The Law Library Journal, the main publication of the American Association of Law Libraries, recently devoted the entirety of its Winter 2012 issue to the remarkable life and work of legal scholar, bibliographer, and librarian, Morris L. Cohen [1927-2010]. Cohen died on December 18, 2010, with an obituary appearing in the New York Times; the newspaper also published an editorial appreciation extolling Cohen's career.
The articles appearing in Law Library Journal, with links to PDFs, are titled as follows:
— Morris L. Cohen, 1927-2010: A Remembrance and Celebration
— In Praise of Morris L. Cohen's Bibliography of Early American Law
— Morris L. Cohen: A Reminiscence
— Memories of Morris—and How I Use His BEAL
— Morris Cohen and Rare Book School
— Morris Cohen and the Art of Book Collecting
— Cornerstones for Enduring Law Libraries: Morris Cohen's Influence at Yale
— Birth of a Nutshell: Morris Cohen in the 1960s
— The End of Scholarly Bibliography: Reconceptualizing Law Librarianship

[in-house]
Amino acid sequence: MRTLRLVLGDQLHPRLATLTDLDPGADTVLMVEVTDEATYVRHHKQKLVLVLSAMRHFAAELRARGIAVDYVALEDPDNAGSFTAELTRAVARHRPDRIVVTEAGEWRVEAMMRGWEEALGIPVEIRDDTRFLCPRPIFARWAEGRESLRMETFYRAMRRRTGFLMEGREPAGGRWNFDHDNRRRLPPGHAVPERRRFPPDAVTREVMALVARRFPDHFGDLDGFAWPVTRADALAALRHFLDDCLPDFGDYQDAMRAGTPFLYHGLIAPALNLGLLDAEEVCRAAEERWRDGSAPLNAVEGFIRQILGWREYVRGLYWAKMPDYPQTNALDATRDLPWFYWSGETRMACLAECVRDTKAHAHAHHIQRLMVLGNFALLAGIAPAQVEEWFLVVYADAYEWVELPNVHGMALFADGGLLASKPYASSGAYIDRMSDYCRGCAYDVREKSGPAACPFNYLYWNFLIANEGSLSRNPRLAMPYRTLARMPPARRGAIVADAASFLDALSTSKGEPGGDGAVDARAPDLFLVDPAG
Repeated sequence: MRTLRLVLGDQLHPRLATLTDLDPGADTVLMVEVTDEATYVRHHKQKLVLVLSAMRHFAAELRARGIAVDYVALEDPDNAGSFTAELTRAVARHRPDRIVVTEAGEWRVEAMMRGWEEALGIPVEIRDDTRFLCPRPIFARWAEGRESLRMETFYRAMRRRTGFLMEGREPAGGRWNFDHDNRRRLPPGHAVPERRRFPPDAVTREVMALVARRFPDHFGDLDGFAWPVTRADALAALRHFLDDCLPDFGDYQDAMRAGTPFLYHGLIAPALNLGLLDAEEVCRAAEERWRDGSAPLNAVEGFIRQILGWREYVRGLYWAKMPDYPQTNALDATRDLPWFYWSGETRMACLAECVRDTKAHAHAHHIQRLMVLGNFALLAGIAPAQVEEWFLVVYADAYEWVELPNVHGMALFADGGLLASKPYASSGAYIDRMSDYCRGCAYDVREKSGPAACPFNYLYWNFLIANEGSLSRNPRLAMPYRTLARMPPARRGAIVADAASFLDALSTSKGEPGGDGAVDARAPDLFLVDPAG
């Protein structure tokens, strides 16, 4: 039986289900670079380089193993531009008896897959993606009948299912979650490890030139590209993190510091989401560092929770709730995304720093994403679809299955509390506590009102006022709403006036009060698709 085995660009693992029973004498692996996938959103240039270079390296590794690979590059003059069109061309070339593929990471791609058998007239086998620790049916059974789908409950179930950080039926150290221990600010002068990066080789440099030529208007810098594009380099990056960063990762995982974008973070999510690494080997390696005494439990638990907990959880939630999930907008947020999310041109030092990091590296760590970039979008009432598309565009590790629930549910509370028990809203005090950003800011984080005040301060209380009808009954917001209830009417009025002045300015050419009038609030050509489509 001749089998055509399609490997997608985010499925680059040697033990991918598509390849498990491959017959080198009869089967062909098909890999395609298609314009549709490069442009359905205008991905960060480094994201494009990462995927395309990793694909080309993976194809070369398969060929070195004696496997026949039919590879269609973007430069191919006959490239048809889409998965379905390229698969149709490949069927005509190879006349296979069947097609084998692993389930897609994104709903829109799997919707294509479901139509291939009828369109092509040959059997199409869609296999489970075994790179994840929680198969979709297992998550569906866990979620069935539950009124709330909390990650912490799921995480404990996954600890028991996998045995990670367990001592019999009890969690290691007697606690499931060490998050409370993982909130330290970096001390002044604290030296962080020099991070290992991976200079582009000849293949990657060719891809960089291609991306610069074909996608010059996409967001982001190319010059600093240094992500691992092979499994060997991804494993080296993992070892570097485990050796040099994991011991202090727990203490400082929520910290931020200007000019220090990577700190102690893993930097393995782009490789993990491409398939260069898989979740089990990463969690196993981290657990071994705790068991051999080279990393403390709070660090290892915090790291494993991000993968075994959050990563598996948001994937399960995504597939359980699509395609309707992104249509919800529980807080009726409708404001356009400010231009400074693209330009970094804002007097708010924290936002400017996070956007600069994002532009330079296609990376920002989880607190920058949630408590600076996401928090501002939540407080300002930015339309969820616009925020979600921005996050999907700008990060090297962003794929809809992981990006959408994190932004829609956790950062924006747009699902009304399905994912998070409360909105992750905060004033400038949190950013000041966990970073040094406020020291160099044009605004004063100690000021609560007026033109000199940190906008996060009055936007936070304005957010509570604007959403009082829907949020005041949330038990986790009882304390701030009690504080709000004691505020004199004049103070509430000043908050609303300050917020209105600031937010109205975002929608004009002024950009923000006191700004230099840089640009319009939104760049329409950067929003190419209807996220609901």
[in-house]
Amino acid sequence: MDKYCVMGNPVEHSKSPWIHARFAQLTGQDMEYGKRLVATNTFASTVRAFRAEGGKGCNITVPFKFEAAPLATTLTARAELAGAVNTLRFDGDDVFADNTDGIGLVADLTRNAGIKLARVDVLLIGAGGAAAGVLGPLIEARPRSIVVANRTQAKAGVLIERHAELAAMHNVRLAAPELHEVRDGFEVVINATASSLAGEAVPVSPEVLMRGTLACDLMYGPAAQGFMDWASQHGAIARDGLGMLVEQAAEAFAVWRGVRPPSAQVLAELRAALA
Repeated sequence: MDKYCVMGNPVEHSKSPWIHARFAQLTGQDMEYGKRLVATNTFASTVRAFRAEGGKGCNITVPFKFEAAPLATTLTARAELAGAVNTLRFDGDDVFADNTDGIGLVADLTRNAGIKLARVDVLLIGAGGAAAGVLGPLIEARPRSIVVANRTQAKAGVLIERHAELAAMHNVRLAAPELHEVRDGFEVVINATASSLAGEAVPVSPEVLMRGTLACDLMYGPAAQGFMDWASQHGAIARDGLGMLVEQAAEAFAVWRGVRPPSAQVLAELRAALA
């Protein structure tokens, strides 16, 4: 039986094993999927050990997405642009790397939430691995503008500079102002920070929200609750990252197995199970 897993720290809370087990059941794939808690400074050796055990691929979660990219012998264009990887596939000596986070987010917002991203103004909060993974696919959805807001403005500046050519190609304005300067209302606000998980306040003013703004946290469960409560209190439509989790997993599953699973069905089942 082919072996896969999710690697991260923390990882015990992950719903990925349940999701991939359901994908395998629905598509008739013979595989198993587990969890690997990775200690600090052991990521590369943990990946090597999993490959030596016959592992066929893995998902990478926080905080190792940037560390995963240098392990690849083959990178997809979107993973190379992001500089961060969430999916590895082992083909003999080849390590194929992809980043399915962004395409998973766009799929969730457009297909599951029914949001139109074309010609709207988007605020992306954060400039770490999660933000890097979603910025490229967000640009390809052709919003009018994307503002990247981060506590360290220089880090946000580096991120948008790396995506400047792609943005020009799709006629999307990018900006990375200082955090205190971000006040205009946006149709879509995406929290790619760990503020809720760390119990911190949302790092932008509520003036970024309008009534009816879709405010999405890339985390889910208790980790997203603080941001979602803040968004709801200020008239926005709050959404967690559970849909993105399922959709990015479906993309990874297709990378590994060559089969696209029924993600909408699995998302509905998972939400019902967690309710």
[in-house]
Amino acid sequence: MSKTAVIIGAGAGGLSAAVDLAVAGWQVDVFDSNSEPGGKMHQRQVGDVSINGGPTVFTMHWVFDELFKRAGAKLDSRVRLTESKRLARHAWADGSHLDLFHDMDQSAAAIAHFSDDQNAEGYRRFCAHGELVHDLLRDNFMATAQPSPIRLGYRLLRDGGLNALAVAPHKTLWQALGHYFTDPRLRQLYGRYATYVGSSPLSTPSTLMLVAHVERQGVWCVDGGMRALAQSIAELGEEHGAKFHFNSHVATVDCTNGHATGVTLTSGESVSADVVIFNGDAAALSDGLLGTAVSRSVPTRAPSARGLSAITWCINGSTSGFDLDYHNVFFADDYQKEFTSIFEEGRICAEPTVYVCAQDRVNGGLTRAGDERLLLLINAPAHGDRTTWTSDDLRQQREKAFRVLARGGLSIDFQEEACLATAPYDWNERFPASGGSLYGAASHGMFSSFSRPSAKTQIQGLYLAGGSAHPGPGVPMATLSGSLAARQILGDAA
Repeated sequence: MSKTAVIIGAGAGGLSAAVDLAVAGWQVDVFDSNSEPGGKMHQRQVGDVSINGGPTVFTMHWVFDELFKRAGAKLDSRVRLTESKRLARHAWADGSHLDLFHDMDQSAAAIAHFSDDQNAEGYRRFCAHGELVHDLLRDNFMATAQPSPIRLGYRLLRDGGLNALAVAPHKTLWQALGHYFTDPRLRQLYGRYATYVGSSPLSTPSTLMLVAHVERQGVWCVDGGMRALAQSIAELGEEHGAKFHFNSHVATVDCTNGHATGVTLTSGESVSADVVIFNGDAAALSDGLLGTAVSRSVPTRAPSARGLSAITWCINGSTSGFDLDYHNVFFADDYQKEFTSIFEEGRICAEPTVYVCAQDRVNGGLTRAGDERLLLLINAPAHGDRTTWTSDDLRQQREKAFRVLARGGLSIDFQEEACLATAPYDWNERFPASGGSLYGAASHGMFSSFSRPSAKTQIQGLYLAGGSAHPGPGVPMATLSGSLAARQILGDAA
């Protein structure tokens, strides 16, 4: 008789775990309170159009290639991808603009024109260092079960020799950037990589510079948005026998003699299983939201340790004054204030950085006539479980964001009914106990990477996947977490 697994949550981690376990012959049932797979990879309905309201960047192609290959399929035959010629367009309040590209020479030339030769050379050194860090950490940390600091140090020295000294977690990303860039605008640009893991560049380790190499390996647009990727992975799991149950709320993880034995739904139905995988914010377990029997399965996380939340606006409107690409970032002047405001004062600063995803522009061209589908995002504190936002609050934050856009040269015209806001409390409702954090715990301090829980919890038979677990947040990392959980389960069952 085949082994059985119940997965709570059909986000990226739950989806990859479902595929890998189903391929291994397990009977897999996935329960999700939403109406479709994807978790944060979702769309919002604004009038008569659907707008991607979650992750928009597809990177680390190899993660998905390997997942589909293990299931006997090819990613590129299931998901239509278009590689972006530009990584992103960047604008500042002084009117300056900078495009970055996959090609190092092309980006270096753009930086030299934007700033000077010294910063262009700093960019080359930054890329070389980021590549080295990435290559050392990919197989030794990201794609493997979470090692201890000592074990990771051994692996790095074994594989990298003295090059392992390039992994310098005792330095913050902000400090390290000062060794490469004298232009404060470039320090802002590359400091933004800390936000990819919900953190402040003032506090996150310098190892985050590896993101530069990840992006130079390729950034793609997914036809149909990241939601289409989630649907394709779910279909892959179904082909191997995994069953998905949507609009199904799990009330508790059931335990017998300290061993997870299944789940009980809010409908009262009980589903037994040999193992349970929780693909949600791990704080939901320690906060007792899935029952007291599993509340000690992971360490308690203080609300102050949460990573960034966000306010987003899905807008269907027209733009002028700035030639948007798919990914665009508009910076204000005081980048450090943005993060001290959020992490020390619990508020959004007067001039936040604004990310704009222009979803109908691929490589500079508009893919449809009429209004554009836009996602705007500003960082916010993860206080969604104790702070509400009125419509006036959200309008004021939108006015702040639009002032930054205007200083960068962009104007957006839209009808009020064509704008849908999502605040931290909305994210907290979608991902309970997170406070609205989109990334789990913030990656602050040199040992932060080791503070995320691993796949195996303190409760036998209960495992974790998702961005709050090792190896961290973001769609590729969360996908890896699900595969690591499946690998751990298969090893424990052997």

— Appeals to the Privy Council Before American Independence: An Annotated Digital Catalogue
— Blackstone and Bibliography: In Memoriam Morris Cohen
— Booksellers in Court: Approaches to the Legal History of Copyright in England Before 1842
— Practicing Reference . . . "That Most Congenial Lawyer/Bibliographer"
— Reflections: An Interview with Morris L. Cohen
— Morris L. Cohen: A Bibliography of His Works
— Keeping Up with New Legal Titles
The Common Curator was fortunate to have known Morris while working in the antiquarian book trade and as a curator of rare law books. A true scholar-librarian and gentleman, he exemplified the very best qualities of the book world, the likes of which are indeed rarely encountered.
Note: The photograph above appeared in the Law Library Journal courtesy of the Cohen family.